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I Am the Remnant: Liberty That Looks Good [Review]

Diego Adrian Rivera saw a void in culturally accessible liberty clothing and merchandise. So he launched I Am the Remnant to be artistically interesting and aesthetically appealing, while representing deep philosophical principles.

He explained that the name comes from an essay by Albert Jay Nock, “Essentially, it is about the truth teller who is out there finding people and bringing them to the cause.”

“The [line’s] logo has a cavernous feel to it; there’s a scholar and a warrior on it. That’s the message I want to send; it is going to take both.” Rivera explains how the remnant’s job is to carry the message of truth to the people who will make a difference. Those people are a minority, but “changes happen on the margins.” Rivera intends to speak to those liberty warriors.

“Invade the culture with liberty stuff that looks good.”

The brand’s first flag is a memorial to those killed by the state, including Duncan Lemp; but Lemp is far from the only victim of state-sanctioned violence. Rivera finds fault with increased police militarization, government overreach, and abuse of power. Specifically, “one of the best examples of this is the no-knock raid.”

He points out that Lemp was killed in a no-knock raid for an accused weapon offense, but Breonna Taylor was killed in similar government overreach during a no-knock raid connected to the drug war. Bringing light to these injustices motivated him, but he admits “I am a Rothbardian Libertarian; so, I generally have a hatred for the state.”

The Lemp case exemplified what his brand was trying to bring awareness to. “That case should be brought to people’s attention because the state murdered a man. It is why I made the Facebook frame that says “his name was Duncan Lemp. People should remember those like him.”

The newest liberty movement that Rivera is appealing to are “patriots –  they love their country, they just fucking hate the government.”

The media and establishment attempted to label the movement as racist and extreme. Rivera answers that hateful label by pointing out with a tinge of pride, “I have seen a proactive and natural recalcitrance to it.” Rivera reminds me that liberty is completely antithetical to racism and therefore, incompatible with the movement.

The Hawaiian shirts referenced by I am the Remnant is a stance against tyranny. The Hawaiian shirt clad bois standing in solidarity with the anti-police brutality protesters, “are saying this is an injustice no matter who it happens to.”

In his words, his brand represents, “hope and a deep desire for a peaceful revolution.”

“I believe in liberty because I believe in peace.”

Rivera told me, “I think we should have a Ron Paul revolution. We have to do everything we can to make this peaceful because no one wants a bloody revolution. I want a peaceful revolution and I’m willing to do everything I can to make it happen.”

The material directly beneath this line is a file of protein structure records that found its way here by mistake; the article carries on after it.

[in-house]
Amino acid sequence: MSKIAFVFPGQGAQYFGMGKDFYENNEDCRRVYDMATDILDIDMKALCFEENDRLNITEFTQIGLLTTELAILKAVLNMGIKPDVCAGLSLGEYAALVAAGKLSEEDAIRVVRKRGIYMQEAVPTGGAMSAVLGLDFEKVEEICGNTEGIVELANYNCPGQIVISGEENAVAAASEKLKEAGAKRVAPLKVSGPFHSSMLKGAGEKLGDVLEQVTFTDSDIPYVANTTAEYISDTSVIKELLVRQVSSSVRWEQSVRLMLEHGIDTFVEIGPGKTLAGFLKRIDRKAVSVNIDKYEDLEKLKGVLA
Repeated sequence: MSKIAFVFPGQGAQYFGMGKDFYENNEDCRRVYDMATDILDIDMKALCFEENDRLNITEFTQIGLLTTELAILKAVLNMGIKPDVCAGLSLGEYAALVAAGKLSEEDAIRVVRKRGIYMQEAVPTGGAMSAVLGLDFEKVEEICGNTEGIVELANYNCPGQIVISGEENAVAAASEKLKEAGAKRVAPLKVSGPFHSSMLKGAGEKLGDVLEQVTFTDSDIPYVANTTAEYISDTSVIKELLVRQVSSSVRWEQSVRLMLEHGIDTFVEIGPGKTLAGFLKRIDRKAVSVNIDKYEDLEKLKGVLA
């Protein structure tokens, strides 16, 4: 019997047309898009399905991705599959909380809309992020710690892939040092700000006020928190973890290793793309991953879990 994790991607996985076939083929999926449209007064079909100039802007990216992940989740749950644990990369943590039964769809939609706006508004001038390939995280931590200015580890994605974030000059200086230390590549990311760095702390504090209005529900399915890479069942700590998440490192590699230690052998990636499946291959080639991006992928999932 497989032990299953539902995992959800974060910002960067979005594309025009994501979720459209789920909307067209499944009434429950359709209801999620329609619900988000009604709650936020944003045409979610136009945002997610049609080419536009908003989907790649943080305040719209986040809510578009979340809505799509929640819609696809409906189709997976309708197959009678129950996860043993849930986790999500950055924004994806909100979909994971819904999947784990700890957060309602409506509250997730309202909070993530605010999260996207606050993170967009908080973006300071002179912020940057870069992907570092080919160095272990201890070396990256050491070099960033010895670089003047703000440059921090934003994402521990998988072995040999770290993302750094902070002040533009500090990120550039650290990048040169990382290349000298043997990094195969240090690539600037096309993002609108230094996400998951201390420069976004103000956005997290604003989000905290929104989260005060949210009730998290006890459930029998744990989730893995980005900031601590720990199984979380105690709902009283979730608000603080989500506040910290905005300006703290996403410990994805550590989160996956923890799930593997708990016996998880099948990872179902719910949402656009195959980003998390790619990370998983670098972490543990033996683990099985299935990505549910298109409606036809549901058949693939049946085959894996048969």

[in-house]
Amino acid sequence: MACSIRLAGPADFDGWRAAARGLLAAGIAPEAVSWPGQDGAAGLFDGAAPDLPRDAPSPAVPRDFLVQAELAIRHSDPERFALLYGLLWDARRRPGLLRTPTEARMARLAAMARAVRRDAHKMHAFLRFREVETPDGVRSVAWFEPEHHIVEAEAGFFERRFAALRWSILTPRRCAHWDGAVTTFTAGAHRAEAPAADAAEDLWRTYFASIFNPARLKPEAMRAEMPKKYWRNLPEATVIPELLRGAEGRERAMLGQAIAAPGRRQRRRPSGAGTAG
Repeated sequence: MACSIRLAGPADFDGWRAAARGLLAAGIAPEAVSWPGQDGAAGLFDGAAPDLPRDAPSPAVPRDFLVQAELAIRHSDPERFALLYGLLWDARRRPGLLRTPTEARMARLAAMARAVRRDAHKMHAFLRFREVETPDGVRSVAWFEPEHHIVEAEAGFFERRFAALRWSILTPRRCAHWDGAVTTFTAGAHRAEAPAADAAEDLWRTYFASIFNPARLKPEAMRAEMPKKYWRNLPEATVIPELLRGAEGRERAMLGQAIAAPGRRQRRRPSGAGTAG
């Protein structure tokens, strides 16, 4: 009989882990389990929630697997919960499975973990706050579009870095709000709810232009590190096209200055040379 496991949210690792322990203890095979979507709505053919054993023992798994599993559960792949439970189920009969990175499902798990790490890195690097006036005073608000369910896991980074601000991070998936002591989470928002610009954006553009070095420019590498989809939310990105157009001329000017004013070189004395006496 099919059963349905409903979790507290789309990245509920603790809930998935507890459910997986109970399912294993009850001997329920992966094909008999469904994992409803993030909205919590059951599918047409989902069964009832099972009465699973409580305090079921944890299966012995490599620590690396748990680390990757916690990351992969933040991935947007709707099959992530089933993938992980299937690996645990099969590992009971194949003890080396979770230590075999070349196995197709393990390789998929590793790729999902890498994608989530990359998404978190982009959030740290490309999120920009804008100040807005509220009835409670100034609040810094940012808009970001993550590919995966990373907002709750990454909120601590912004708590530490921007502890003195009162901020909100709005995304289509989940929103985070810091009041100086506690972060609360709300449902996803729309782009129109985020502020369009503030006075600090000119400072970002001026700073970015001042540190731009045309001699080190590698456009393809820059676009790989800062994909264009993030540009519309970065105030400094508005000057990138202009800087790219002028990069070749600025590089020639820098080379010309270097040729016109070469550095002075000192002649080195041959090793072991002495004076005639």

Both the killing of Breonna Taylor and Duncan Lemp are reminders that the state is violent and Rivera’s brand wants to remind people of that and motivate movement towards liberty.

“The remnant is a call to people; it means you should be hellbent and hypervigilant on bringing people to the movement.”

However, he has no intention of placating those who want to ridicule the liberty movement. In other words, Rivera and his brand are unapologetically about liberty and not bending a knee to trends.

“The future of the line is going to be about keeping a consistent message.” The message is a devotion to human liberty from the words to the images of all the merchandise. It started with a flag, but they are now offering patches. Shirts will be coming soon.

One of the images used for the line comes from a picture of Harriet Tubman. One of the shirts will memorialize the Haitian Revolution in a picture of the liberation that tells of the struggle for human freedom between the lines of images. “Some of these images took over 200 iterations to get them right.”

When asked about where his merchandise is made, Rivera answers, “the clothes are made somewhere in the US.” But he makes it clear that the point is somewhat moot, “I love America, but I understand economics.” In other words, he is not a protectionist.

Diego’s line brings deep philosophical concepts in an artistic and accessible package. A hardcore Rothbardian will appreciate it, but it is visually appealing even for those who are casual observers of human freedom.

Find it at

“Working in the remnant means working in impenetrable darkness” 
-Albert Jay Nock


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